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Benchmarks and pension funds, we can do better!

Until the late seventies equity investment portfolios were primarily judged on their overall efficiency. Benchmarks emerged later. The purpose of the benchmark is to measure the performance of the fund manager relative to a representative index. Indices whose weights are proportional to the market value of a company were chosen on the basis of scientific arguments. In this short article we argue that investors such as pension funds will benefit from taking a closer look to and call into question the composition of their benchmarks. We state that pension funds will benefit from the use of ‘smart’ benchmarks.

Market Value-weighted Indices

Market value-weighted indices are compiled by index providers. They decide which listed companies are included in the index. Subsequently, the index weight is determined by the value of the company on the stock exchange. This allows investors to indirectly affect the weight of a company in the index. The index weight of stocks that rise faster than the market will increase and the weight of stocks that lag behind the market will decrease. For example, the price of Apple shares rose from $95 in 2008 to $700 in 2012. Simultaneously the index weight in the world index grew from 0.45 percent to 2.45 percent! The advantage of index weights that automatically move along with the price movements is that weights automatically adjust. There are no transactions necessary on the stock exchange, as long as the index does not change in composition. However, more recently the disadvantages of market capitalization weighted indices were identified:

* Sub-optimal diversification

In general, marked capitalization-weighted benchmarks do not necessarily have optimal diversification. Stocks are simply selected by the index provider because of their market value. Expected returns, risks and correlations do not play part in the selection at all. The potential benefits of a smart way to deal with correlations and risks are not used.

* Risk concentration

The name of the index remains the same, but the risk of the benchmark changes every day. The weights of stocks, regions and industries fluctuate over time due to the focus on market values. In other words, an investor who follows a market value-weighted index takes risks that he does not actively manage himself. He leaves choices about certain risks to other investors in the market.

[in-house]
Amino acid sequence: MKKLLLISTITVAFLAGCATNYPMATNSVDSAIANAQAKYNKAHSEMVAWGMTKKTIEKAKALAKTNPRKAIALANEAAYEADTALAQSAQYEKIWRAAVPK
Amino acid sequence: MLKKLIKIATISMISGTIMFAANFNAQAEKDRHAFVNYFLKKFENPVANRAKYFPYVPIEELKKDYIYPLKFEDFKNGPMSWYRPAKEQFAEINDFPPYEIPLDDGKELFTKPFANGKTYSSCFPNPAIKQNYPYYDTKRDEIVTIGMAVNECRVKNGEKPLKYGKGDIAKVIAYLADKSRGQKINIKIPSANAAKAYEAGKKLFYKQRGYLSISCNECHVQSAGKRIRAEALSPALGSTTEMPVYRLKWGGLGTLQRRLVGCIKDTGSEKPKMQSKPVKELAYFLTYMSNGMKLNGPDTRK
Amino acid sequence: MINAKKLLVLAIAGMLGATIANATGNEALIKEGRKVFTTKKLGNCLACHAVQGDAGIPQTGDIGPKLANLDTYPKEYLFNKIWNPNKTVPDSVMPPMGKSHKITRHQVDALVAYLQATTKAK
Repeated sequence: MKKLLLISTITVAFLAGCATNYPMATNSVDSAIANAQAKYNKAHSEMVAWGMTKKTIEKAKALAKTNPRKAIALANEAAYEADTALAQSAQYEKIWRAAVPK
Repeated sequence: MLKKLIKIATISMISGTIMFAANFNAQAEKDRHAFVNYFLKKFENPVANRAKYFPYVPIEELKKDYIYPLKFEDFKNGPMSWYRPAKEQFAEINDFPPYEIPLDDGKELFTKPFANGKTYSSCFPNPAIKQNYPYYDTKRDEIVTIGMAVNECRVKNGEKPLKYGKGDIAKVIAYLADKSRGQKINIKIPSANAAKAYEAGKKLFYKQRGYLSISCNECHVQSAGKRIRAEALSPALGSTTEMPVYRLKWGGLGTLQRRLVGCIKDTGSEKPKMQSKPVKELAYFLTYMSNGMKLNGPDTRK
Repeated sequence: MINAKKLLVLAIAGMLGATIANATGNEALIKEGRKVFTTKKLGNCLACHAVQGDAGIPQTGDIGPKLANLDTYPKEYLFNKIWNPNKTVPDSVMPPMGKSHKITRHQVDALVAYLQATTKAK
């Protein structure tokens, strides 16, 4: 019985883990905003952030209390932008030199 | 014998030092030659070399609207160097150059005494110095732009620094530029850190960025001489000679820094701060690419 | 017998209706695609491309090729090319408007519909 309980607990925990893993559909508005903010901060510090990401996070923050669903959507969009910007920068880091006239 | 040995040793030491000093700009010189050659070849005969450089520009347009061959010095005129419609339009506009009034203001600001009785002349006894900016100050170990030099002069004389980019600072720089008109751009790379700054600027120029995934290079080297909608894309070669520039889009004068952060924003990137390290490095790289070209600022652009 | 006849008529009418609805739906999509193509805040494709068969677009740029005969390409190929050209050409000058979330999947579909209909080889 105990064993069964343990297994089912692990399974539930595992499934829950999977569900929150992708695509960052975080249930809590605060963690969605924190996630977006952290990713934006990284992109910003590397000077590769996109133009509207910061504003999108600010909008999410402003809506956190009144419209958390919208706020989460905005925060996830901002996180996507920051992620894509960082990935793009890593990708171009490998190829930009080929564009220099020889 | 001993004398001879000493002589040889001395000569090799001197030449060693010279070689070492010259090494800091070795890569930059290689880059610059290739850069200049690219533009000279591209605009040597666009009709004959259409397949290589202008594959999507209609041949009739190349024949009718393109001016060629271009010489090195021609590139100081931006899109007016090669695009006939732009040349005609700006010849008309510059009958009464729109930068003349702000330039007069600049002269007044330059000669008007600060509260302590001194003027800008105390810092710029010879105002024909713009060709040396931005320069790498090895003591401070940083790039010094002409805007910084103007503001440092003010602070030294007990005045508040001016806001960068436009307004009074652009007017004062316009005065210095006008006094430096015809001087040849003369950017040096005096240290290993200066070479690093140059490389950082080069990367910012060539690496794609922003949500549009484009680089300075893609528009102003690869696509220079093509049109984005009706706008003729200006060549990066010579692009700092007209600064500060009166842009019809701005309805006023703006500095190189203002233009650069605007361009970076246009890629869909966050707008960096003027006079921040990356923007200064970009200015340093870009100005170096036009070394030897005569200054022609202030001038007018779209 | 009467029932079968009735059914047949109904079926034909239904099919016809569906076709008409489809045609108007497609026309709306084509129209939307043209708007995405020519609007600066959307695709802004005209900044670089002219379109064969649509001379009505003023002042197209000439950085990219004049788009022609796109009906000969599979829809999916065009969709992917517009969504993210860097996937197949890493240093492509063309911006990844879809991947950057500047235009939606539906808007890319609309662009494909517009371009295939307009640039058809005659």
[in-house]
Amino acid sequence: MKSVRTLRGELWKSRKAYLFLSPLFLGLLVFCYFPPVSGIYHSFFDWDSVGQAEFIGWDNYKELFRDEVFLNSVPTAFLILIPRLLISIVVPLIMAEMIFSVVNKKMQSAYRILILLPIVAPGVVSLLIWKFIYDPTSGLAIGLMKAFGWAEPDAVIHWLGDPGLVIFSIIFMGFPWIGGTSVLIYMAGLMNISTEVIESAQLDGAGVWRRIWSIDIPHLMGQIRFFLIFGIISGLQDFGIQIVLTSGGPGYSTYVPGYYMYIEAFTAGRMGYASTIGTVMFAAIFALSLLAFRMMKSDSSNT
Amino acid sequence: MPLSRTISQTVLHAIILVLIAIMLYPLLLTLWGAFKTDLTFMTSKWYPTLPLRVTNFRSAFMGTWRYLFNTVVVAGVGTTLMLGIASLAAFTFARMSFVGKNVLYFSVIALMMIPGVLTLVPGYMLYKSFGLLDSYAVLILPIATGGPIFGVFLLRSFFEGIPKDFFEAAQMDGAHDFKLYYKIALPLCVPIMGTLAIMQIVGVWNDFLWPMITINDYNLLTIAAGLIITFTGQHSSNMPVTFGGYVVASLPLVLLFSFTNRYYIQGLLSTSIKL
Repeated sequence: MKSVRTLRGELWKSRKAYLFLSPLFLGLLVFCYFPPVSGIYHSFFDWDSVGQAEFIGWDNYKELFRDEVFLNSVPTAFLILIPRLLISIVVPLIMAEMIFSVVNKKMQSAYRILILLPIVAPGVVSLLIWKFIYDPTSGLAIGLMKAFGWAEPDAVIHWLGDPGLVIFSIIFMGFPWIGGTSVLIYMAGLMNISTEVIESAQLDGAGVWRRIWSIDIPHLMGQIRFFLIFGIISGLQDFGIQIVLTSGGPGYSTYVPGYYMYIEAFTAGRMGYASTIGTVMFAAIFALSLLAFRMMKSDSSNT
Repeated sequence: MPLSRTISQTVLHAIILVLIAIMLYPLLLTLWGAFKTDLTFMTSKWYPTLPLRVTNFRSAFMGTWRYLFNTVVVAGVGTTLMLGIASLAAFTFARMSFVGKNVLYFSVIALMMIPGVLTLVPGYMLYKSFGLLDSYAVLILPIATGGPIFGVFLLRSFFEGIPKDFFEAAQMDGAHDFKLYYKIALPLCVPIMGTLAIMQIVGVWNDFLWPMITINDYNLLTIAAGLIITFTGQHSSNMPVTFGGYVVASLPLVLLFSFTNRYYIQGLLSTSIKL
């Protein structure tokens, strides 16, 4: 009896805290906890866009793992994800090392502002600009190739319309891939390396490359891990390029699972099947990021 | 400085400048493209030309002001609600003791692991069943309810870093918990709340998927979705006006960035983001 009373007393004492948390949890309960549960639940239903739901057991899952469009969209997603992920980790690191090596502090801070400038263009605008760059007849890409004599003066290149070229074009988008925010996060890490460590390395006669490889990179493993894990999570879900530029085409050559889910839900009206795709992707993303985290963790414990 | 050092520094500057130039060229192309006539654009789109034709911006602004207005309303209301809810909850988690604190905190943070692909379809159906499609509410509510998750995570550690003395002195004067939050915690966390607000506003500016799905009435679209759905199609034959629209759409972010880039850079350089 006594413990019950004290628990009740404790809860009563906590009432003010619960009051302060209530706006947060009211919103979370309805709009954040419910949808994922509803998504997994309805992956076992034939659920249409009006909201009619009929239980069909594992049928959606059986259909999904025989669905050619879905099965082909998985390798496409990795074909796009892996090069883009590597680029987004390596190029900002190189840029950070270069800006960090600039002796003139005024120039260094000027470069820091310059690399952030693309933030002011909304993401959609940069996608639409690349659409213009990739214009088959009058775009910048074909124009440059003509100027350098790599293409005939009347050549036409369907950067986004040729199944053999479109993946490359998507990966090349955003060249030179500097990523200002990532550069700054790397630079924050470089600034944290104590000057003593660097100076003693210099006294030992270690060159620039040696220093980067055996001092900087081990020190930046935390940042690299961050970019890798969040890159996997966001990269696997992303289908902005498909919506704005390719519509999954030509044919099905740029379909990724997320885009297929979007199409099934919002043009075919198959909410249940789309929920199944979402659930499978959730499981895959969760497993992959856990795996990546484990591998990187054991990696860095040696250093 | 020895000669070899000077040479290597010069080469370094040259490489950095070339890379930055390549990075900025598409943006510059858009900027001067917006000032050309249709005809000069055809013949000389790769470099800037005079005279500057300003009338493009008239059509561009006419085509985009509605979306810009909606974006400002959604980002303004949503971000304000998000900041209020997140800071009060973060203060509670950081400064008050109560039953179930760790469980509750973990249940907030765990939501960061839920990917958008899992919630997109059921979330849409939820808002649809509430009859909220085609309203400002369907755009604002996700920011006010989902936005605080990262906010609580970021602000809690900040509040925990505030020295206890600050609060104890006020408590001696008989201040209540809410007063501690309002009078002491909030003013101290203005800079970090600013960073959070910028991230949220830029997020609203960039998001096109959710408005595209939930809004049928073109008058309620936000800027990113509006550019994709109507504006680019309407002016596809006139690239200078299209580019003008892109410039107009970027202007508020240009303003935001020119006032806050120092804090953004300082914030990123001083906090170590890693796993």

New Insights

Both scientists and asset managers recently made substantial progress in their thoughts about  market value-weighted benchmarks. New insights have led to the creation of investment strategies that react less on the market capitalization of stock. The main developments are the emergence of theme benchmarks based on specific stock characteristics other than the market value, just like a Minimum Risk benchmark. Recent academic research also provides evidence that there are attractive alternatives to market value-weighted benchmarks.

Theme Benchmark Portfolios Based on Stock Characteristics

The first logical step in the release of “market value-weighted index”-thinking is a  benchmark weight based on other enterprise or stock characteristics than the market value. The book value of equity, revenue and equity beta are enterprise characteristics that can be eligible. The great advantage of this weighting scheme is that emotions on stock markets resulting in daily price movements influence the composition of these benchmark portfolios less. The investment strategies behind these benchmarks are systematic and do not require return forecasts. Benchmark portfolios in which the weights are based on the book value of a company are also known as ‘Fundamental Indexation’. Just like market capitalization weighted benchmarks, using book values for benchmarking, will make people invest more in larger companies than in smaller companies. The realized returns on ‘Fundamental Indexation’ benchmarks and market capitalization weighted benchmarks can vary considerably, there is a high tracking error. ‘Fundamental Indexation’-strategies had better returns historically. A disadvantage however is that a theoretical underpinning for such a weighting scheme is missing in our opinion.